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Use of electronic supply chain management in overcoming uncertainty constraints: South African textile industry.

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Background: The impact of the internet and other technological advancements of the 21st century have improved business capability through speeding up global supply chains, driving innovation and widening the geographic scope of purchasing activities. However, such enhancements have detrimentally affected labour-intensive industries including the South African clothing and textile industry which has faced multiple job losses. Problem: Economies of scale, enhanced technologies and lower labour costs have put international competitors at an advantage. Increased import tariffs have had a marginal impact. The impacts of Covid-19 have negatively impacted the spending power and confidence of consumers, causing demand uncertainty. Purpose: It was proposed that the alignment of industry operators with the electronic supply chain management (eSCM) activities of worldwide industry leaders may provide respite to operators in the sector amidst uncertainty. The purpose of this study was to study the truth of this proposal. Methodology: This proposal was tested in three stages. Firstly, a review of previous literature set out to explain the current uncertainties faced in the industry before providing an understanding what the possible forms of eSCM implementation are. Highlighted technologies included ERP, e-marketplaces and automation. Thereafter, the study shifted toward qualitative primary research. First, a case study was conducted to the perspective of a selected company which had implemented eSCM practices. Comprising of open-ended questions posed to managers at the company, the case study studied the uncertainties it faces and eSCM activities used to thrive amidst these uncertainties. The second part of the primary research involved face-to-face interviews with industry experts on the generalisability of the case study. Results: It was evident that eSCM technologies positively impacted business’ aims for efficiency, flexibility and improved communication to manage amidst uncertainty. However, participants cite that inadequate commitment often rendered technology futile. Participants cited that gradual implementation would be fruitful. Contribution: ESCM adoption has been studied in numerous industries globally. Not much literature focuses on local eSCM adoption, with previous research focusing on customer-facing organisations in the sector. This study included multiple tiers in the supply chain, with the company performing both retail and manufacturing activities. Implications: SMME’s nationwide should adopt needs-based eSCM practices, whether they are customer-facing or are involved in the transformation of clothing and textile goods.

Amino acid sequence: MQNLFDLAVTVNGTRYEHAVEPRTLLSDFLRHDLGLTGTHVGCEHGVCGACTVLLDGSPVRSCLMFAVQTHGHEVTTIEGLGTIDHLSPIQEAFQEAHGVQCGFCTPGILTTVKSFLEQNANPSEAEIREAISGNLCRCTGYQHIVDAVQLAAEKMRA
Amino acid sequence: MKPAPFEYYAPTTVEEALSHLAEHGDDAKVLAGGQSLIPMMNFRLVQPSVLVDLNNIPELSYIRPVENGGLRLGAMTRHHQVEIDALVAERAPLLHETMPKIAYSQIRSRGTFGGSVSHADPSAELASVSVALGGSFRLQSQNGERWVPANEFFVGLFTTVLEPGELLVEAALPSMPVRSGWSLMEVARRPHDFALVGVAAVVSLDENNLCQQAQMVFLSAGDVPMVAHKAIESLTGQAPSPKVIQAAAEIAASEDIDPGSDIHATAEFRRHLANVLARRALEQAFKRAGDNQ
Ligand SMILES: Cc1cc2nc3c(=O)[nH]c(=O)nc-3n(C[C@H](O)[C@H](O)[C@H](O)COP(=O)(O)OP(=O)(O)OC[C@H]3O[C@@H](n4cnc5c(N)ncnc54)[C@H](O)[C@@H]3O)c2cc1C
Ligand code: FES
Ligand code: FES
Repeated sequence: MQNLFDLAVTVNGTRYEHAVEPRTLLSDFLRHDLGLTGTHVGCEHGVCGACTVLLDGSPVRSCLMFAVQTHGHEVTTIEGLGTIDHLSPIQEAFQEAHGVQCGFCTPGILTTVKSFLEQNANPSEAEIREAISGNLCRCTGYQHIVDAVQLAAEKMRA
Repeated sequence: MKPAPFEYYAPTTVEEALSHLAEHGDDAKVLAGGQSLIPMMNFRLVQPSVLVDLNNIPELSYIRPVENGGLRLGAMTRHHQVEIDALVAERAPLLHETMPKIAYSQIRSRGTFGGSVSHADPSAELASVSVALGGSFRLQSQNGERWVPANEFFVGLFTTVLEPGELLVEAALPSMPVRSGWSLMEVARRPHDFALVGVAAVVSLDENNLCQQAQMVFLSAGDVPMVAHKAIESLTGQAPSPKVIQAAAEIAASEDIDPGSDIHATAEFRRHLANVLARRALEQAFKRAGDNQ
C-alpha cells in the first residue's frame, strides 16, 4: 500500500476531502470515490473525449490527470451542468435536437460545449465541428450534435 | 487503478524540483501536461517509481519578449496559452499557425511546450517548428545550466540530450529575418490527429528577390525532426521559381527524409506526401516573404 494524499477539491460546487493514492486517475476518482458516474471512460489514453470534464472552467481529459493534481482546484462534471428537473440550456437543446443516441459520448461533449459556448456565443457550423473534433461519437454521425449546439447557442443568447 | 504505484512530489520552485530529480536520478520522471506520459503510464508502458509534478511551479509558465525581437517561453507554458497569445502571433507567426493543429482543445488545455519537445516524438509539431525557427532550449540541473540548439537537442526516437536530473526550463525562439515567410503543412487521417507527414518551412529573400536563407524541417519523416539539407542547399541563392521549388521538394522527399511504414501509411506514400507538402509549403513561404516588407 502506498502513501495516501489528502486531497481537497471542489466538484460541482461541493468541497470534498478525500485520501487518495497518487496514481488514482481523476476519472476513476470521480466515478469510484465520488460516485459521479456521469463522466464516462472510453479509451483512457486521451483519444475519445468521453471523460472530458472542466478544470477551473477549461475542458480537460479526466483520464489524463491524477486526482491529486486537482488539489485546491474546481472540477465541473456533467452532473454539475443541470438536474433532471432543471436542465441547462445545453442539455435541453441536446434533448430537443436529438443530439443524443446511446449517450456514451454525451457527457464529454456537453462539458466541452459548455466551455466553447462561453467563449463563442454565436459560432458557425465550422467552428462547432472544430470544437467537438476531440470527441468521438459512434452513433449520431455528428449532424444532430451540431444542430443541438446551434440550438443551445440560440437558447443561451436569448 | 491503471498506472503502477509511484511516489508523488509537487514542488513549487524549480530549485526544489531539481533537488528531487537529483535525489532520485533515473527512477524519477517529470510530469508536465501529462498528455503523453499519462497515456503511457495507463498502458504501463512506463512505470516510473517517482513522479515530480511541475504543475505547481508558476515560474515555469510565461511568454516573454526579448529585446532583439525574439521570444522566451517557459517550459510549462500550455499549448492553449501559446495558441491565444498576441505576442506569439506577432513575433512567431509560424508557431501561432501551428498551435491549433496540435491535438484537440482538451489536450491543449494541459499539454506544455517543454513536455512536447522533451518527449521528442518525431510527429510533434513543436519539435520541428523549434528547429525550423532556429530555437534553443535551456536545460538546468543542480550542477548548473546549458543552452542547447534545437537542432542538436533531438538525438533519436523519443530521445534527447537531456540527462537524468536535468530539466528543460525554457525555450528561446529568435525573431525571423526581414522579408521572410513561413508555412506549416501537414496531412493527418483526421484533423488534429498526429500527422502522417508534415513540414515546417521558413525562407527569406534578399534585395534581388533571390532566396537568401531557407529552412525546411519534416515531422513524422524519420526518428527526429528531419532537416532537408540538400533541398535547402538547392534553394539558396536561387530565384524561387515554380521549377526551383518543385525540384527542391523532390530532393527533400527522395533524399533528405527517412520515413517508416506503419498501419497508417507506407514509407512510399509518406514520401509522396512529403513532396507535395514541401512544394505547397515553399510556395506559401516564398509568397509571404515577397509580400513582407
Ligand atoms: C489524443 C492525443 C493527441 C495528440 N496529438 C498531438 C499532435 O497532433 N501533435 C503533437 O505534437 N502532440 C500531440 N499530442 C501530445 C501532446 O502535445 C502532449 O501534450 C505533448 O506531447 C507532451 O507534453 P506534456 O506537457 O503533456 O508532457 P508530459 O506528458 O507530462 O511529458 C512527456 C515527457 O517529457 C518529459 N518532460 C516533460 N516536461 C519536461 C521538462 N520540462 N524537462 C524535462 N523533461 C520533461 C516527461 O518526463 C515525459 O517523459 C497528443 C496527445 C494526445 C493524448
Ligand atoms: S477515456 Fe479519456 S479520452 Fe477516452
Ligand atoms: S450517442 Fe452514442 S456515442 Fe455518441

Masters Degree. University of KwaZulu-Natal, Durban.